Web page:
Ramy Bensebaini and Maruis Wolf once again underline the need for full-back depth
The game against Frankfurt once again brought to light something many, including myself, have been saying for a very long time now; Borussia Dortmund is in dire need of fullback depth. The game against Frankfurt underlined this quite plainly as both Ramy Bensebaini and Marius Wolf struggled to make an impact on the game, for differing reasons.
Starting with Bensebaini, I want to caveat the following by saying that he has not been a bad signing whatsoever. In fact, I’d say he’s been rather solid since joining, adding that bit of defensive steel Dortmund missed out on the left flank in previous seasons. That being said, it’s hard to not notice that the Algerian international seemed a bit sluggish in his tracking back and sometimes finding himself out of position, which opened gaps for Frankfurt to exploit. For Frankfurt’s second goal, it was the space left by Bensebaini moving into a more central position that allowed talented youngster Hugo Larsson to play the ball out wide to his teammate and unlock the initial chance that eventually led to chaos in the box.
Frankfurt’s blistering pace troubled Bensebaini all game, and it seemed that their tempo of passing was far too quick for him at times as well. Frankfurt’s third goal, courtesy of Chaïbi saw Bensebaini take on the role of bystander, as he was late to react to either the pass or Chaïbi’s run, which gave his compatriot the time he needed to get a good angle and slot past Meyer deftly.
In term’s of Marius Wolf, we saw much of what we’ve been used to seeing – mis placed passes, and defensive liability. Some will credit his cross for Moukoko’s goal to a degree, but the reality is it was more the clearance that gave Moukoko the opportunity to take down the ball the way he did and finish cleanly. In the 46th minute he was culpable in letting Larsson find former Dortmund player Ansgar Knauff close to Dortmund’s box. He was not quick or committed enough to pursue Marmoush and assist Hummels, leaving Dortmund’s (understandably) frustrated center back out to dry. Marmoush thankfully didn’t finish this opportunity, but came very close. It’s not the first time this has occurred out on Dortmund’s right flank, and it won’t be the last. Wolf is a decent utility player for Dortmund, but the stability Julian Ryerson provides in defense was sorely missed.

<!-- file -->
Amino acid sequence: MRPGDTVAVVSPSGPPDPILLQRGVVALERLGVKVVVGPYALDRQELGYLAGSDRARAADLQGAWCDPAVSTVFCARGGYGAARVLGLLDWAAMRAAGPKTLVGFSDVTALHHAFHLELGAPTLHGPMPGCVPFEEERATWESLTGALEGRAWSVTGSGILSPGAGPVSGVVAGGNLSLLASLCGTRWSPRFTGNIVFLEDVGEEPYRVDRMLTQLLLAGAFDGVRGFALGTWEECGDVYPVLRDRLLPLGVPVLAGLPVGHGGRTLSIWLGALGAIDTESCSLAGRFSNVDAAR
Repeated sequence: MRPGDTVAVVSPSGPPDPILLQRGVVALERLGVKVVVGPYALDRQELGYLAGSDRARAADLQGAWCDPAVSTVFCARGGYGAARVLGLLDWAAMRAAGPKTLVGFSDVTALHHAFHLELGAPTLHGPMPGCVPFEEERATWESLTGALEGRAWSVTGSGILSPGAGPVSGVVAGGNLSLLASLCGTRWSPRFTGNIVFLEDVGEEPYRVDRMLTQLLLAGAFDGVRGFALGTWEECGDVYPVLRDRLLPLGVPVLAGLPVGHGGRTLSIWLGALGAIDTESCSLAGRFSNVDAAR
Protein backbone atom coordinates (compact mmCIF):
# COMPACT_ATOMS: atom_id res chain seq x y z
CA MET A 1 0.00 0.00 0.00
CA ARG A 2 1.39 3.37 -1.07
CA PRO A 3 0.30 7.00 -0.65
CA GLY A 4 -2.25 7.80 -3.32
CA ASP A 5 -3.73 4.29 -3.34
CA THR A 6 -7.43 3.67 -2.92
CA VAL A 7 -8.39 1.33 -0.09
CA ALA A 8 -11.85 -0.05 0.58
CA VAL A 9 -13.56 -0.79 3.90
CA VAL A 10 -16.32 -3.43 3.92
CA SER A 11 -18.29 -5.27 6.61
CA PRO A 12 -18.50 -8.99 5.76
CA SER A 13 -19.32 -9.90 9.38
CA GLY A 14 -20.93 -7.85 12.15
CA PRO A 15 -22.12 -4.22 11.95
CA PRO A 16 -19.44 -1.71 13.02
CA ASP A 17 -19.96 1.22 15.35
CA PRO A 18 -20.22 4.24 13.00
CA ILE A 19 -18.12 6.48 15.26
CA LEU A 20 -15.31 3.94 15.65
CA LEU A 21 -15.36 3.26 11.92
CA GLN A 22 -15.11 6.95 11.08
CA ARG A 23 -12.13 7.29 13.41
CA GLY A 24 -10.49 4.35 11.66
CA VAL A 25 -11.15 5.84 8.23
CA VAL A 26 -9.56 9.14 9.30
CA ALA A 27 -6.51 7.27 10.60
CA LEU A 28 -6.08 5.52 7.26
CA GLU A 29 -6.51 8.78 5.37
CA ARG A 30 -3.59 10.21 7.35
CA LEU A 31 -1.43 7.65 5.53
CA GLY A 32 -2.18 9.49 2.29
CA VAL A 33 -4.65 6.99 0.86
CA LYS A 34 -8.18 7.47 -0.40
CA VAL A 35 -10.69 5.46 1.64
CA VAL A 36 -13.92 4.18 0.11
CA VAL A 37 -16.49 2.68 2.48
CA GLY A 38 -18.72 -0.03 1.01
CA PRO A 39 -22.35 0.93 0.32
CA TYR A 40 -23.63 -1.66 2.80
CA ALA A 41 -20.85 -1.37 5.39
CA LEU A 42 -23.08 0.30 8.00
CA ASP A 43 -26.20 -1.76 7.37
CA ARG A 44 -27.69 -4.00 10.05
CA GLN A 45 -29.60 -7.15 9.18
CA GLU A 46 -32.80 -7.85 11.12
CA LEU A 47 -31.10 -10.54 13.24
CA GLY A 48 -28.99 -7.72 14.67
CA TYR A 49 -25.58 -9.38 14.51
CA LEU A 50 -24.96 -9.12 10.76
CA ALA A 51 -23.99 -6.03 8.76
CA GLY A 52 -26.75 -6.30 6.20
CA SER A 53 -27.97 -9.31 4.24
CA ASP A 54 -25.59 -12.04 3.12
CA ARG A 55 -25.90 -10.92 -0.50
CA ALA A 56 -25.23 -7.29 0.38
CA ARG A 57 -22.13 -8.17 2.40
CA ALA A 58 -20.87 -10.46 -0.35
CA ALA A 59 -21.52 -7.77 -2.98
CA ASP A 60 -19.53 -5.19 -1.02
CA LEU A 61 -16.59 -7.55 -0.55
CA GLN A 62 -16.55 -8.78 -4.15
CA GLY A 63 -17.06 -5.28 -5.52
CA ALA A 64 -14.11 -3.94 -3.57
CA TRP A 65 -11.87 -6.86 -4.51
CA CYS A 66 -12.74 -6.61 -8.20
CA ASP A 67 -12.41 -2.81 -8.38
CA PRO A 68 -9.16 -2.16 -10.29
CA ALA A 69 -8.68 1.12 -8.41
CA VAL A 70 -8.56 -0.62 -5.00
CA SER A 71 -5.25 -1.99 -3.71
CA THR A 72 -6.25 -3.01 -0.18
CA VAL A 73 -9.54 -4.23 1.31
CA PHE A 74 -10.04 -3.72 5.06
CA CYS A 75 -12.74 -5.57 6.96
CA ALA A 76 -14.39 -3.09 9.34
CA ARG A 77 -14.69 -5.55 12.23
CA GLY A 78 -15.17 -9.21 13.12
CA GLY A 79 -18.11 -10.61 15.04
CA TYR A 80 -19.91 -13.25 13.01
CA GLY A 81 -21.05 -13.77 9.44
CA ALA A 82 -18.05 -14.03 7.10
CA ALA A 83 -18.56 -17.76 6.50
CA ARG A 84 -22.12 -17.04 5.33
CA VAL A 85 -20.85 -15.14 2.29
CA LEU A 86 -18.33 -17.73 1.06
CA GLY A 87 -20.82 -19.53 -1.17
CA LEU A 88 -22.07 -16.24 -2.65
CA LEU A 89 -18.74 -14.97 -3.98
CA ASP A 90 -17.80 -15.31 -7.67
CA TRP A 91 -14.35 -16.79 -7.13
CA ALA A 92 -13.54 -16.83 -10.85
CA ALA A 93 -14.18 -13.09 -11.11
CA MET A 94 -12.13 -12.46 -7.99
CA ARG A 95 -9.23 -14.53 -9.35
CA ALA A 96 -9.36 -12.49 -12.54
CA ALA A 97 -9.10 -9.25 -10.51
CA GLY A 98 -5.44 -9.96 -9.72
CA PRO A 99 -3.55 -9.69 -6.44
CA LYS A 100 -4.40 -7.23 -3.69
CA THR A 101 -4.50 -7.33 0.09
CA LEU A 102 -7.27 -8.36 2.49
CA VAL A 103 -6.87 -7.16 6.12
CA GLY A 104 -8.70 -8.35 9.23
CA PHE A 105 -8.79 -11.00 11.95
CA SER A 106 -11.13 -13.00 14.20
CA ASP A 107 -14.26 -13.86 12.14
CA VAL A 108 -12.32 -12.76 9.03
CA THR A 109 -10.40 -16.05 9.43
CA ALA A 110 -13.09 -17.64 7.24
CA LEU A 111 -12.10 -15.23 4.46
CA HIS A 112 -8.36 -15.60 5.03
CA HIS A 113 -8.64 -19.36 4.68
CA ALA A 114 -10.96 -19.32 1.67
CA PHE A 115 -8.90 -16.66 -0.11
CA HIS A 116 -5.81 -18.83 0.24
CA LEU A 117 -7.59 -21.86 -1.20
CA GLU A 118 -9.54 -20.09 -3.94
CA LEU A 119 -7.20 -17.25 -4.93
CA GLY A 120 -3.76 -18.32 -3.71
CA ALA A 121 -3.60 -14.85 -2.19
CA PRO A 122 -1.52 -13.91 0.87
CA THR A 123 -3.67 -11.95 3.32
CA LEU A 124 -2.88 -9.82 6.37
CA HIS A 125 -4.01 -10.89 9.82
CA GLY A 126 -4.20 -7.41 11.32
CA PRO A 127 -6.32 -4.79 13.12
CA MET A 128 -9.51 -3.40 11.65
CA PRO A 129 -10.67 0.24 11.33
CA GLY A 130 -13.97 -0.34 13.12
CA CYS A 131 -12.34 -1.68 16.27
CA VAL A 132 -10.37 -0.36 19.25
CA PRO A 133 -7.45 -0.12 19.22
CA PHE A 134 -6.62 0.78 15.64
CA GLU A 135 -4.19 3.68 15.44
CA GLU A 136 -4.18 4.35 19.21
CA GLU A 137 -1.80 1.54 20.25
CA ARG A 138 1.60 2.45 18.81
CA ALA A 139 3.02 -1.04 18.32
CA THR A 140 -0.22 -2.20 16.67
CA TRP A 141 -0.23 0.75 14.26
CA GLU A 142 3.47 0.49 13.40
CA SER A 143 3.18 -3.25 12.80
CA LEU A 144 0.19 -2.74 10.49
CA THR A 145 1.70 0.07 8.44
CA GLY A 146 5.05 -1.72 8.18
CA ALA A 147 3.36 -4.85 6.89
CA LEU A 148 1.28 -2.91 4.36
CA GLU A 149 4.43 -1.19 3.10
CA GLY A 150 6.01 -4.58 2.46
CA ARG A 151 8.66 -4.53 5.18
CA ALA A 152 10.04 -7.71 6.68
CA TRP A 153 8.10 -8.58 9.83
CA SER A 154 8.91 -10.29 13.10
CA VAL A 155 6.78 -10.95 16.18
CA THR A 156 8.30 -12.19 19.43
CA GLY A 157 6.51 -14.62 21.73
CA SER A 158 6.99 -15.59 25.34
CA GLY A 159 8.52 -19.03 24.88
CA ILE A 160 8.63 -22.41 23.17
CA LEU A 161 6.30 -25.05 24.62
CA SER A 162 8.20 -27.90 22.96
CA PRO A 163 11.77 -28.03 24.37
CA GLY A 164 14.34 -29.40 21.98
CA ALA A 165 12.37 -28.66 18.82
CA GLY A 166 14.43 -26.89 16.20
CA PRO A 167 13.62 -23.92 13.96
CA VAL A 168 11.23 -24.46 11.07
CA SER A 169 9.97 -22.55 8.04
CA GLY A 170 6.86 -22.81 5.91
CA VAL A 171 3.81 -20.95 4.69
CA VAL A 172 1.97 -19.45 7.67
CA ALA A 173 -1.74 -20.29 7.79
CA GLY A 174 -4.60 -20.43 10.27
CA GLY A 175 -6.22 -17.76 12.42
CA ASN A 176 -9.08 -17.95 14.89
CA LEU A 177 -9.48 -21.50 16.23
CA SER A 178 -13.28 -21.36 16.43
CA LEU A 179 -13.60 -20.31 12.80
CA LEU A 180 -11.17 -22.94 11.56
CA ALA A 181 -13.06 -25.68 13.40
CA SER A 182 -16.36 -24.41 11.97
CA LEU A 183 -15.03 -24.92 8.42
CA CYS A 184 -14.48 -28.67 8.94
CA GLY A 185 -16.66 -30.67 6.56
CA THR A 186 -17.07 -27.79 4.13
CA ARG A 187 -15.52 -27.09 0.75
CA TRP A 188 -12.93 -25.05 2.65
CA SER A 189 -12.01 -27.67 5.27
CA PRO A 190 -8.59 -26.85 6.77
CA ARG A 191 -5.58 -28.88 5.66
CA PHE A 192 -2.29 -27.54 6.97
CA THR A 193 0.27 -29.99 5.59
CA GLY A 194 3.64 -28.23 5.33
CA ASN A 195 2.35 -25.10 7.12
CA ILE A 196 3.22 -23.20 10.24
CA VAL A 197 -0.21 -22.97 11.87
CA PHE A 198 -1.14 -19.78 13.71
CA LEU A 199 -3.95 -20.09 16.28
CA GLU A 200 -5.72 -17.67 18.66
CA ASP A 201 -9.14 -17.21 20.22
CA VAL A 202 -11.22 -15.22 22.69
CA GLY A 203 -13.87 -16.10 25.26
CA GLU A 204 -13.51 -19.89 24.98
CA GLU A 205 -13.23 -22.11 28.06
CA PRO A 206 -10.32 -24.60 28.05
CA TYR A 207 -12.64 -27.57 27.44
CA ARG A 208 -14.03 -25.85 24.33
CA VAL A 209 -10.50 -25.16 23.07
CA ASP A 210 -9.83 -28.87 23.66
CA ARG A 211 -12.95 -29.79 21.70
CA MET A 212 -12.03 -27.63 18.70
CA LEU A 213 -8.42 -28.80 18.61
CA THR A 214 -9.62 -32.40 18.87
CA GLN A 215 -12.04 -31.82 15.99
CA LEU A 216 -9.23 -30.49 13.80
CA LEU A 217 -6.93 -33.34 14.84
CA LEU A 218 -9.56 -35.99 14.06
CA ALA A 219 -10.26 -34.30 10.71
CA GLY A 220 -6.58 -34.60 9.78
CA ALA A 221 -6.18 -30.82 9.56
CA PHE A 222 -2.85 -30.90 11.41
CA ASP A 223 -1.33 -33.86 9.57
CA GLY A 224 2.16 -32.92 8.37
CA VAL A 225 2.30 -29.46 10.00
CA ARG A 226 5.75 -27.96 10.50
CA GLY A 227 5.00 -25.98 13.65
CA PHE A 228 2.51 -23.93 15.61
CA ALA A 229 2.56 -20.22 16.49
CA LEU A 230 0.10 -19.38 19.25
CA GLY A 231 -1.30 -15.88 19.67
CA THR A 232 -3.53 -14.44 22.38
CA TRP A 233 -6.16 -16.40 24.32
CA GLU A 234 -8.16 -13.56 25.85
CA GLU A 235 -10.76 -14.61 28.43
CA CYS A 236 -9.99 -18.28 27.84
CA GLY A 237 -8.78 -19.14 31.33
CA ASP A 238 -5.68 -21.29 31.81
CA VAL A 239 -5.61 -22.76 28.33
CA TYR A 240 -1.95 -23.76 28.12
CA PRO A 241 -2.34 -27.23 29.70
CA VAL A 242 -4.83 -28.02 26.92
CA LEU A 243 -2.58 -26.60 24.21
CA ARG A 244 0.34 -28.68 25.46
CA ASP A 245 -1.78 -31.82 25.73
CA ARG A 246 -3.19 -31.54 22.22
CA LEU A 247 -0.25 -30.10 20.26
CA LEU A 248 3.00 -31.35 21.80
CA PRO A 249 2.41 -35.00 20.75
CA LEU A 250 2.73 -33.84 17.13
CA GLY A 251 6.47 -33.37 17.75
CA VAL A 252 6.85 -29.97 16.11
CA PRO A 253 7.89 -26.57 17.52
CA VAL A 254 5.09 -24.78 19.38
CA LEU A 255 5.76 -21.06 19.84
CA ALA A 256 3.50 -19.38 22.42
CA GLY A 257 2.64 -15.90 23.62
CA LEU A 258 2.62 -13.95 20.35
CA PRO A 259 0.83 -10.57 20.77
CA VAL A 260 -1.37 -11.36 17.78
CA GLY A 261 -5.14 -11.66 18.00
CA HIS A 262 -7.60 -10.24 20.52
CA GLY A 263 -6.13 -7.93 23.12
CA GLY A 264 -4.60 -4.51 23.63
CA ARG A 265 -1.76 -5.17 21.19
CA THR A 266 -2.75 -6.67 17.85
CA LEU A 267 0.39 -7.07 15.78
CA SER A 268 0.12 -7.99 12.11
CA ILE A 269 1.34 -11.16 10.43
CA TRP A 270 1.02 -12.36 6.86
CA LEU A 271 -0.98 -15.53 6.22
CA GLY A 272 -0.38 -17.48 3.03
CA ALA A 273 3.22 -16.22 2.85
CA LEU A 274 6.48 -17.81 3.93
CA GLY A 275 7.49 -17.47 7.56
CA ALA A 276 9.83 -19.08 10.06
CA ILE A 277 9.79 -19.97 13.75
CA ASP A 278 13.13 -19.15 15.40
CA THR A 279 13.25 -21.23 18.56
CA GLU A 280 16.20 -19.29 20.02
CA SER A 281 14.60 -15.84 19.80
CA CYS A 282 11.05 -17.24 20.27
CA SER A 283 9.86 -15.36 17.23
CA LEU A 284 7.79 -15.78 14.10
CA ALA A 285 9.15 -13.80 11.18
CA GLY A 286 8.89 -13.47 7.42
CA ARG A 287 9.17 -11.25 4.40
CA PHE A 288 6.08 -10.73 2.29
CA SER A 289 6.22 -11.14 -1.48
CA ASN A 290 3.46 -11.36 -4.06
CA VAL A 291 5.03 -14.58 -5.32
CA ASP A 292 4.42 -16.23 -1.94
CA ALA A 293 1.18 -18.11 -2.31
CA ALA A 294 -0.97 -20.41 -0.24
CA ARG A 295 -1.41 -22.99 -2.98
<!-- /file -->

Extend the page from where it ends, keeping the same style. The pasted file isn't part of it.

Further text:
A very congested schedule for Dortmund in the coming weeks will further expose just how important full-back depth is for the club. Overall quality aside, the intensity of the games Dortmund have been playing and will continue to play will require some rotation, and with both (healthy) fullbacks looking over-run against Frankfurt, I shudder to think what the likes of Mathys Tel, Kingsley Coman, and Leroy Sane might do in next weekend’s edition of Der Klassiker.
Considering the circumstances of the game and it’s context within the scope of Dortmund’s season, a high scoring draw is not far off from my initial prediction of 3-2 on my last chat with The BVB Podcast. Frankfurt’s ability to counter has been stellar this season, and the team as a whole struggled to handle it, which led to some sloppy and sluggish defending. There’s a reason why Die Adler are undefeated at home, which comes as little surprise when one takes their most recent games into account.
On a more positive note, Dortmund showed the ability to put three goals past the (statistically) strongest defense in the league to date, bringing their number of conceded goals to 9 single handedly. Dortmund’s attack has been criticized for not taking their chances, and that seems to be shifting. They will certainly need to remain sharp up front while really taking a look at what needs to change defensively ahead of both their Pokal clash with Hoffenheim and their league matchup against Bayern.